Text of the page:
Any film geek worth his weight in black-framed glasses knows the joy of sitting in a dark theater listening to the whir of the projector. The sound of delicate celluloid shooting through that machine in the booth overhead echoes an earlier era, when cinematographers changed film in thick sacks, their hands laboring unseen inside the bags with the deftness of professional artisans, protecting the film from overexposure. It was a time when editors and directors sat crouched over editing tables together for hours, splicing and re-splicing individual frames and then piecing them together before matching the sound, chasing the elusive syncopation of a finished product. It was a time before computers and DV cameras, when filmmaking wasn't something everyone could do, but a feat that only those true magicians of the cinema were capable of. That time is fast disappearing.
But there are still cinema purists out there. There are still pasty-faced cinephiles seated in the back of theaters who notice the occasional cigarette burns at the top right corner of the screen, then listen eagerly for the almost inaudible ca-chink from the booth as one reel is seamlessly changed out for another while the rest of the audience is completely oblivious. Film-goers who notice and appreciate the inherent blips and skips of the medium will be in their element at Friday's unspooling of The International Experimental Cinema Exposition (TIE) Fifth Anniversary Tour.
For example, in Peter Tscherkassky's haunting Outer Space,one of two 35mm prints in the exhibition, you can't help but notice the intrinsic film qualities of the short: The sprocket holes from the side of the reel literally chase the protagonist throughout the frame. The other films in the exposition -- highlights from around the world from the four previous TIE events -- are just as effective, allowing viewers to appreciate the craft by stressing the physical nature of what is seen on screen over plot or dialogue.
Included in the eleven films is the only print in North America of Jean Genet's Un chant d'amour, a 1950 film banned for its explicit homosexual content. The print was smuggled into the country by Jonas Mekas, a forerunner of American avant-garde and independent cinema, and was an enormous influence on the films of Andy Warhol.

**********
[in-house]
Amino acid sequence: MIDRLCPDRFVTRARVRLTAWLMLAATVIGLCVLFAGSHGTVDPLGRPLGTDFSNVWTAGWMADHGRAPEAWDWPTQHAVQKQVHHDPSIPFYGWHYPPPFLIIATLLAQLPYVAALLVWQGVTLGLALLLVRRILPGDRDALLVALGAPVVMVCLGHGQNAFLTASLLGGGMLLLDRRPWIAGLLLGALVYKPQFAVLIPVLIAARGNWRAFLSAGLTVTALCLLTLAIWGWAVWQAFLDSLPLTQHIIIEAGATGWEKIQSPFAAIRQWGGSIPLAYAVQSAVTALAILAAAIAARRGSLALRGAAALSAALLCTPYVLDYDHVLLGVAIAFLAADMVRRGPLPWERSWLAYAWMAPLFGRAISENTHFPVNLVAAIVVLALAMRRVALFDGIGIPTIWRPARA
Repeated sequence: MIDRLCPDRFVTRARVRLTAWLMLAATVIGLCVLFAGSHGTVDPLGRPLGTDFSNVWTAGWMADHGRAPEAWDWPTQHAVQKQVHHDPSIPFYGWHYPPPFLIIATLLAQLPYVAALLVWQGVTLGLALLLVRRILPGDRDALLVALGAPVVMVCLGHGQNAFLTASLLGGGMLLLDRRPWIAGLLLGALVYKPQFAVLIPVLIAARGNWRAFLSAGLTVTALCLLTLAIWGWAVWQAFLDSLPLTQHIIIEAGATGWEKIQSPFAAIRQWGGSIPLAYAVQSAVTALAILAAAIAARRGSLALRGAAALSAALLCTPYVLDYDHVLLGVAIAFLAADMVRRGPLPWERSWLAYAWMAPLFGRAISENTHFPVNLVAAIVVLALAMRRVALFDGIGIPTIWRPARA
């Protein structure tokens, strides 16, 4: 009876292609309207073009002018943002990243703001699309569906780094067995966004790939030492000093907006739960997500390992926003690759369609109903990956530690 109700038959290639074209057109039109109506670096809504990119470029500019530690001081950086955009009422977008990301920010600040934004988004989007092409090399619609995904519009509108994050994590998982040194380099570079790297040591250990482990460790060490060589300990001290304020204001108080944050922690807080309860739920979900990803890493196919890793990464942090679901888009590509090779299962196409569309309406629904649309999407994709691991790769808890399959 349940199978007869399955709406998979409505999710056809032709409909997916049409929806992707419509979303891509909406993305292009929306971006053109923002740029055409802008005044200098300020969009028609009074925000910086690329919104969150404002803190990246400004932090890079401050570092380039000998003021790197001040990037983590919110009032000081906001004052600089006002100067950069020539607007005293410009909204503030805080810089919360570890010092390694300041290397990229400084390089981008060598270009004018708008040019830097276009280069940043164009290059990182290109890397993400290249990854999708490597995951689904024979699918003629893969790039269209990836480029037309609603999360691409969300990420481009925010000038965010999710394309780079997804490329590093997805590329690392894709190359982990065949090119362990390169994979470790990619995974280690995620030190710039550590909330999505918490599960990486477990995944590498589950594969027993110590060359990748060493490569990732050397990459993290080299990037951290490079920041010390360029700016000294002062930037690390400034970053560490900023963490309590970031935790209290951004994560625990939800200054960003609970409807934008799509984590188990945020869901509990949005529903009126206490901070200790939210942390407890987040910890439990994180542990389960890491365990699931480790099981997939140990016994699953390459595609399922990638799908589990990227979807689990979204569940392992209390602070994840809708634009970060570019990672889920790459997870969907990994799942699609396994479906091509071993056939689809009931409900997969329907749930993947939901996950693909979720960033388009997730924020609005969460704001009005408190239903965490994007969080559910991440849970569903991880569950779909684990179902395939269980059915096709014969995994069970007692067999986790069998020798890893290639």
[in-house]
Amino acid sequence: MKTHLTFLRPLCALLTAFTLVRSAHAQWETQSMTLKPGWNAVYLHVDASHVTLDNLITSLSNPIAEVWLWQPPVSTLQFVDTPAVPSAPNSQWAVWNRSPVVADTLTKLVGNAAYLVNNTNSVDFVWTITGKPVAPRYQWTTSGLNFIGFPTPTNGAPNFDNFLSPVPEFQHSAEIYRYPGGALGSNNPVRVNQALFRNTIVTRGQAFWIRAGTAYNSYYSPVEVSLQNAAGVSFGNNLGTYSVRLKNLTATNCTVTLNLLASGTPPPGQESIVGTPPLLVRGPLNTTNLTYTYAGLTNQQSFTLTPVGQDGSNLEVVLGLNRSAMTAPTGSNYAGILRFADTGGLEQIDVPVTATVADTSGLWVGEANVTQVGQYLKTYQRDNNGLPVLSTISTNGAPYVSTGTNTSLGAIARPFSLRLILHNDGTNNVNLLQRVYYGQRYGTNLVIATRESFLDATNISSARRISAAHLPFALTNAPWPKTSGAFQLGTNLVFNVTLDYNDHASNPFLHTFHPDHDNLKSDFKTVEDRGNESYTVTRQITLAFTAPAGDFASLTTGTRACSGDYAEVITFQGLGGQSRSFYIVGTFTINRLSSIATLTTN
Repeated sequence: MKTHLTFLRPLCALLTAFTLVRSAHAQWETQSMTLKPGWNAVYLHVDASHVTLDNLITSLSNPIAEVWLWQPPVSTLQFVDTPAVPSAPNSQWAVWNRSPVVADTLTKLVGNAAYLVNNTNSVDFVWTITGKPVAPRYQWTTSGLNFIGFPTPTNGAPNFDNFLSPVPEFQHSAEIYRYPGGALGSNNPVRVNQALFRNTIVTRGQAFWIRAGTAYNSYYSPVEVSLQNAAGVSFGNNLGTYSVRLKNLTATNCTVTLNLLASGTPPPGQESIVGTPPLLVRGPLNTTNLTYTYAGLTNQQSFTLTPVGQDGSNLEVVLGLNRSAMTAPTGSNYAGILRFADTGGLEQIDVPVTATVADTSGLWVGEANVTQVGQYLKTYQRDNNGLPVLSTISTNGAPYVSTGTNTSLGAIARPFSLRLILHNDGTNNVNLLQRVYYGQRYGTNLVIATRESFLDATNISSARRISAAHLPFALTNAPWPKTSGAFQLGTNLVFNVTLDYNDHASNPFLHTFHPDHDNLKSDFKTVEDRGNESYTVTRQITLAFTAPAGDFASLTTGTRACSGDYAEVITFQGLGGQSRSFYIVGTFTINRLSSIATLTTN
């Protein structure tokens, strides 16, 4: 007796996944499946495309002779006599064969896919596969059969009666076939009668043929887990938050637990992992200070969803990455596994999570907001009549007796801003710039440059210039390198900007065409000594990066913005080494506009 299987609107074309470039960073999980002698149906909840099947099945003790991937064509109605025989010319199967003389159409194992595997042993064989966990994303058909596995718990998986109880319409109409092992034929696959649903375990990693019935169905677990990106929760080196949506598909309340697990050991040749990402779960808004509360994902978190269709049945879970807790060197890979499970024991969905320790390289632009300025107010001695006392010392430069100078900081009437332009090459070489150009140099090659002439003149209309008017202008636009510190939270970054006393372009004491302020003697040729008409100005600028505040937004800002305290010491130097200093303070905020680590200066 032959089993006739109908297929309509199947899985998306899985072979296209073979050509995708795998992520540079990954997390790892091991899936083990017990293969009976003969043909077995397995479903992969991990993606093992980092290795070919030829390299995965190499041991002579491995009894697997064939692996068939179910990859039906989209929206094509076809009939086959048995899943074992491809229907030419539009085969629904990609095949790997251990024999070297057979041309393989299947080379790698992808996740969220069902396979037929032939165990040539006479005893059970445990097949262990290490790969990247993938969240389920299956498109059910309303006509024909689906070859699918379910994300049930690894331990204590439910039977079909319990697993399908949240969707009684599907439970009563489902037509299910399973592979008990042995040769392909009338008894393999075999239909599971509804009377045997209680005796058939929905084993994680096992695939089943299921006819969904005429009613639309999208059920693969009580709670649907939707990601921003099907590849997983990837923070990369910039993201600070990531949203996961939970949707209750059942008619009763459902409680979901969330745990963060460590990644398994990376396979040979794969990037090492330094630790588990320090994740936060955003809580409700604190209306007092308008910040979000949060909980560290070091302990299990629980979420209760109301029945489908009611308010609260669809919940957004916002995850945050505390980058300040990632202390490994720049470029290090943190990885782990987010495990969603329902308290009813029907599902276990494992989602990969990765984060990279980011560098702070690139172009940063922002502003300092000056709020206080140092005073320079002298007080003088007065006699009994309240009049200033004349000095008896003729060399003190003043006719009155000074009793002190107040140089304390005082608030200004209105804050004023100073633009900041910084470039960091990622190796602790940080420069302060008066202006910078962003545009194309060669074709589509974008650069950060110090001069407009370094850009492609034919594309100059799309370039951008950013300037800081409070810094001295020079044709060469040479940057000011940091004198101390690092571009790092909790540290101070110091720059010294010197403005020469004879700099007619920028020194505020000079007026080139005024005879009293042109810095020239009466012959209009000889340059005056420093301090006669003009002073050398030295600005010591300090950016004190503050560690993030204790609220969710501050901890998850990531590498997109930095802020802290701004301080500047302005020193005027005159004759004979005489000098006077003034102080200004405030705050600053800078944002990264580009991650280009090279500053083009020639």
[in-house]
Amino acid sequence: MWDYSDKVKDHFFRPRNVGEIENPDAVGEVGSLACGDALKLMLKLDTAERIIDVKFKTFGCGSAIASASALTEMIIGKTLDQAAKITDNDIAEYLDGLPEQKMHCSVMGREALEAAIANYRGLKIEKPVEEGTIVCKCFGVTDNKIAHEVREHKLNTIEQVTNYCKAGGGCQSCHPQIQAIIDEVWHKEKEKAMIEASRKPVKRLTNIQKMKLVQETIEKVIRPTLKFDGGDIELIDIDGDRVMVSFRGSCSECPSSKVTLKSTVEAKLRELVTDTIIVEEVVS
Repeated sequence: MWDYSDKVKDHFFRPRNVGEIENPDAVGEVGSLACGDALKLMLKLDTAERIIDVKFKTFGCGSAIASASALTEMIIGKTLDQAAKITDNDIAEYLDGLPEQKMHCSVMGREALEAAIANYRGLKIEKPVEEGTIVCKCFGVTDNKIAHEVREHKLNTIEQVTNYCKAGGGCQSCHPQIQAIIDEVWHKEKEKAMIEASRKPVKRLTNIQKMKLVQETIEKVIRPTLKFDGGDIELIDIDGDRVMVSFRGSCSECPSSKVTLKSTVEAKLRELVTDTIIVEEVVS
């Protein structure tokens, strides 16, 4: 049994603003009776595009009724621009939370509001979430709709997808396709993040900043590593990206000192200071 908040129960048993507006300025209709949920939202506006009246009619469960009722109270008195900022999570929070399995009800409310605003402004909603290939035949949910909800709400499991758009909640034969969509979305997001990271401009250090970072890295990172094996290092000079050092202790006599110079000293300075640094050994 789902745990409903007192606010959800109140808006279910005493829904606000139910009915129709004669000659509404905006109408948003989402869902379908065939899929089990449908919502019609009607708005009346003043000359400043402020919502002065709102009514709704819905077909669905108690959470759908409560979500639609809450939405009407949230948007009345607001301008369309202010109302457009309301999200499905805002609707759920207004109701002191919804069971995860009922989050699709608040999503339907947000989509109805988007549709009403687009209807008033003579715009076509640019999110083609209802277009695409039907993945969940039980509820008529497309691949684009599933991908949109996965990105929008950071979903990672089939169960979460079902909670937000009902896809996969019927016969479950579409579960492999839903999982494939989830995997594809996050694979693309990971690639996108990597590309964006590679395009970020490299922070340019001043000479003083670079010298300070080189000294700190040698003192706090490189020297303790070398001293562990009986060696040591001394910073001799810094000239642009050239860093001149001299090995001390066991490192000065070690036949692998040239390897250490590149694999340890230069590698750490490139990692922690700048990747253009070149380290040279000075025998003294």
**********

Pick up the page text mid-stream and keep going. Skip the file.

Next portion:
Started in 1999 in Telluride, TIE was created with the goal of preserving the art of movies shot on strips of emulsion. "All of a sudden, there was this huge digital movement," explains TIE director and founder Chris May. "Everywhere you went, there was digital technology -- at cashier stands, on video monitors. At the same time, there was the sense that with all this new technology, anyone could make a film. Filmmaking became really easy. I wanted to preserve the notion of film actually shot on film." May is quick to defend the integrity of digital media, but he prefers the long tradition of celluloid. "It's like watercolor versus oil painting," he explains. "Neither one is necessarily better than the other, but, you know, kids can water-paint. Not just anyone can pull off the richer, darker nature of oil painting."
May invited the late Stan Brakhage, a pioneer experimental filmmaker and longtime CU professor of film, to serve on the board of artistic directors for the exposition. "I used to attend his salons," May remembers. "I learned more in those salons than I did in my four years of film classes." What he learned was that experimental cinema, a forum that by nature tests the limits of the medium, is a great way to call attention to the art of celluloid film.
"This exposition is a rare opportunity to see these types of films in Colorado," May says. And it's an increasingly rare opportunity to enjoy the magic of actual reels running through a projector.
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